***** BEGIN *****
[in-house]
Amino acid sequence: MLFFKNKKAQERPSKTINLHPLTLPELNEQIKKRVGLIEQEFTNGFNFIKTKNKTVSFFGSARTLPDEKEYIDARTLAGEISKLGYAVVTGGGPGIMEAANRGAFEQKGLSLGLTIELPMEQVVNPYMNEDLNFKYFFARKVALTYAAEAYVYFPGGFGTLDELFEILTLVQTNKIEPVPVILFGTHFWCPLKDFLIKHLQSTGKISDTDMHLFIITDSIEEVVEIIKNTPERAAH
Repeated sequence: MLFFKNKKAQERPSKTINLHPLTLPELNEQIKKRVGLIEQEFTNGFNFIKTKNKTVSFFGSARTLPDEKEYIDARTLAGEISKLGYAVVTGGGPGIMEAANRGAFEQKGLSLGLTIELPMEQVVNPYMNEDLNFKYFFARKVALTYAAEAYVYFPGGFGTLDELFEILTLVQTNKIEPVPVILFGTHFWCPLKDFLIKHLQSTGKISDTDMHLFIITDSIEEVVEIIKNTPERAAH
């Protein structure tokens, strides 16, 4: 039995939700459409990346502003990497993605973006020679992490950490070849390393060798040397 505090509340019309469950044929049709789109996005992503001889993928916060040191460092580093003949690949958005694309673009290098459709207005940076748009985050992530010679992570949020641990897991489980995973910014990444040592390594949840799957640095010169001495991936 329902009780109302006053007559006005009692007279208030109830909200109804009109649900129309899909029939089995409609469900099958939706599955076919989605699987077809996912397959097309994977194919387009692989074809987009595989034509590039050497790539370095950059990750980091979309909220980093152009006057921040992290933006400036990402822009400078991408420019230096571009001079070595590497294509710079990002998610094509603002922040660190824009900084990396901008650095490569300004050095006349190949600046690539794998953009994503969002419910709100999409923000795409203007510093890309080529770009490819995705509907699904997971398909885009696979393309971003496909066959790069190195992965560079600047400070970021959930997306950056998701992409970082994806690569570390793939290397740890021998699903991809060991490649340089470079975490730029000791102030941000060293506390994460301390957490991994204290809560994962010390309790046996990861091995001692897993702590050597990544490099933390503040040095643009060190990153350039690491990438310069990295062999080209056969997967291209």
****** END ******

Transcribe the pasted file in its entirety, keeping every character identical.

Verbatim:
[in-house]
Amino acid sequence: MLFFKNKKAQERPSKTINLHPLTLPELNEQIKKRVGLIEQEFTNGFNFIKTKNKTVSFFGSARTLPDEKEYIDARTLAGEISKLGYAVVTGGGPGIMEAANRGAFEQKGLSLGLTIELPMEQVVNPYMNEDLNFKYFFARKVALTYAAEAYVYFPGGFGTLDELFEILTLVQTNKIEPVPVILFGTHFWCPLKDFLIKHLQSTGKISDTDMHLFIITDSIEEVVEIIKNTPERAAH
Repeated sequence: MLFFKNKKAQERPSKTINLHPLTLPELNEQIKKRVGLIEQEFTNGFNFIKTKNKTVSFFGSARTLPDEKEYIDARTLAGEISKLGYAVVTGGGPGIMEAANRGAFEQKGLSLGLTIELPMEQVVNPYMNEDLNFKYFFARKVALTYAAEAYVYFPGGFGTLDELFEILTLVQTNKIEPVPVILFGTHFWCPLKDFLIKHLQSTGKISDTDMHLFIITDSIEEVVEIIKNTPERAAH
């Protein structure tokens, strides 16, 4: 039995939700459409990346502003990497993605973006020679992490950490070849390393060798040397 505090509340019309469950044929049709789109996005992503001889993928916060040191460092580093003949690949958005694309673009290098459709207005940076748009985050992530010679992570949020641990897991489980995973910014990444040592390594949840799957640095010169001495991936 329902009780109302006053007559006005009692007279208030109830909200109804009109649900129309899909029939089995409609469900099958939706599955076919989605699987077809996912397959097309994977194919387009692989074809987009595989034509590039050497790539370095950059990750980091979309909220980093152009006057921040992290933006400036990402822009400078991408420019230096571009001079070595590497294509710079990002998610094509603002922040660190824009900084990396901008650095490569300004050095006349190949600046690539794998953009994503969002419910709100999409923000795409203007510093890309080529770009490819995705509907699904997971398909885009696979393309971003496909066959790069190195992965560079600047400070970021959930997306950056998701992409970082994806690569570390793939290397740890021998699903991809060991490649340089470079975490730029000791102030941000060293506390994460301390957490991994204290809560994962010390309790046996990861091995001692897993702590050597990544490099933390503040040095643009060190990153350039690491990438310069990295062999080209056969997967291209």